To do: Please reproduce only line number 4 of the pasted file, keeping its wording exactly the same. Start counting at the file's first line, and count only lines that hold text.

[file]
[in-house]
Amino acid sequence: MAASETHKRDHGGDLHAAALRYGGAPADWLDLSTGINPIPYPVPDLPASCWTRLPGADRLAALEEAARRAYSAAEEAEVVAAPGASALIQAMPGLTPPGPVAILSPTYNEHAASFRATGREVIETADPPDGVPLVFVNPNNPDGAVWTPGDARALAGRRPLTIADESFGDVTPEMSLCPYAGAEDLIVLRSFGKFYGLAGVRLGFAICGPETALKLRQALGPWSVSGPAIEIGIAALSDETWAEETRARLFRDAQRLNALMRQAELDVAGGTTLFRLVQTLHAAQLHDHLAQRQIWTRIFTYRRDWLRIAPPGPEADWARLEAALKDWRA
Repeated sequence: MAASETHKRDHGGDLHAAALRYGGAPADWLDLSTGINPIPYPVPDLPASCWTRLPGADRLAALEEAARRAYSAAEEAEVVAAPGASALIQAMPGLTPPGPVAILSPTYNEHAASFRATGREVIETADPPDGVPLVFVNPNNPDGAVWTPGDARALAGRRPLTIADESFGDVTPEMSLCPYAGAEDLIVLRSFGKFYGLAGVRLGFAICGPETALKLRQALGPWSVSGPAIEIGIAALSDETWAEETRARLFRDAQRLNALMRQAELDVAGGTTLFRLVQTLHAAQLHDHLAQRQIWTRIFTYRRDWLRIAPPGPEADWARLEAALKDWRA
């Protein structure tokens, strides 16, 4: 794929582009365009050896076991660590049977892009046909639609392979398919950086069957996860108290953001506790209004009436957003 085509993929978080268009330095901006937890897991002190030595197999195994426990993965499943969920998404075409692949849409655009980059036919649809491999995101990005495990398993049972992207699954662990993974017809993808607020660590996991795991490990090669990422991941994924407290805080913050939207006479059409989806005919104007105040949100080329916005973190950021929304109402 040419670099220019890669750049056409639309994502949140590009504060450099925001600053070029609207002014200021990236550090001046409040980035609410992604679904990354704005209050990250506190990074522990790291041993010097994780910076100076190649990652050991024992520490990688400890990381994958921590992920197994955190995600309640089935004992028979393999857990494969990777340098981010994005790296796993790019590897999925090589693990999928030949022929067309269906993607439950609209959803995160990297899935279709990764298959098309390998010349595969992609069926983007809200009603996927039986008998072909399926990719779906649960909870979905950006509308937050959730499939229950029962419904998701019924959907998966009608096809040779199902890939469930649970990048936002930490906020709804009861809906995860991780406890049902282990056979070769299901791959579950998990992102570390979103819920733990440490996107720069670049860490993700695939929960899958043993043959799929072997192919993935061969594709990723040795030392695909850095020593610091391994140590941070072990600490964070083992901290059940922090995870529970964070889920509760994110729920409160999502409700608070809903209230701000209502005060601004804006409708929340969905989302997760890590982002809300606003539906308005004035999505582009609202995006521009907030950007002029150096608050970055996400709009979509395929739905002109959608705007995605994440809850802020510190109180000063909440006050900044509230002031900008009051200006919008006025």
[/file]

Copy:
């Protein structure tokens, strides 16, 4: 794929582009365009050896076991660590049977892009046909639609392979398919950086069957996860108290953001506790209004009436957003 085509993929978080268009330095901006937890897991002190030595197999195994426990993965499943969920998404075409692949849409655009980059036919649809491999995101990005495990398993049972992207699954662990993974017809993808607020660590996991795991490990090669990422991941994924407290805080913050939207006479059409989806005919104007105040949100080329916005973190950021929304109402 040419670099220019890669750049056409639309994502949140590009504060450099925001600053070029609207002014200021990236550090001046409040980035609410992604679904990354704005209050990250506190990074522990790291041993010097994780910076100076190649990652050991024992520490990688400890990381994958921590992920197994955190995600309640089935004992028979393999857990494969990777340098981010994005790296796993790019590897999925090589693990999928030949022929067309269906993607439950609209959803995160990297899935279709990764298959098309390998010349595969992609069926983007809200009603996927039986008998072909399926990719779906649960909870979905950006509308937050959730499939229950029962419904998701019924959907998966009608096809040779199902890939469930649970990048936002930490906020709804009861809906995860991780406890049902282990056979070769299901791959579950998990992102570390979103819920733990440490996107720069670049860490993700695939929960899958043993043959799929072997192919993935061969594709990723040795030392695909850095020593610091391994140590941070072990600490964070083992901290059940922090995870529970964070889920509760994110729920409160999502409700608070809903209230701000209502005060601004804006409708929340969905989302997760890590982002809300606003539906308005004035999505582009609202995006521009907030950007002029150096608050970055996400709009979509395929739905002109959608705007995605994440809850802020510190109180000063909440006050900044509230002031900008009051200006919008006025």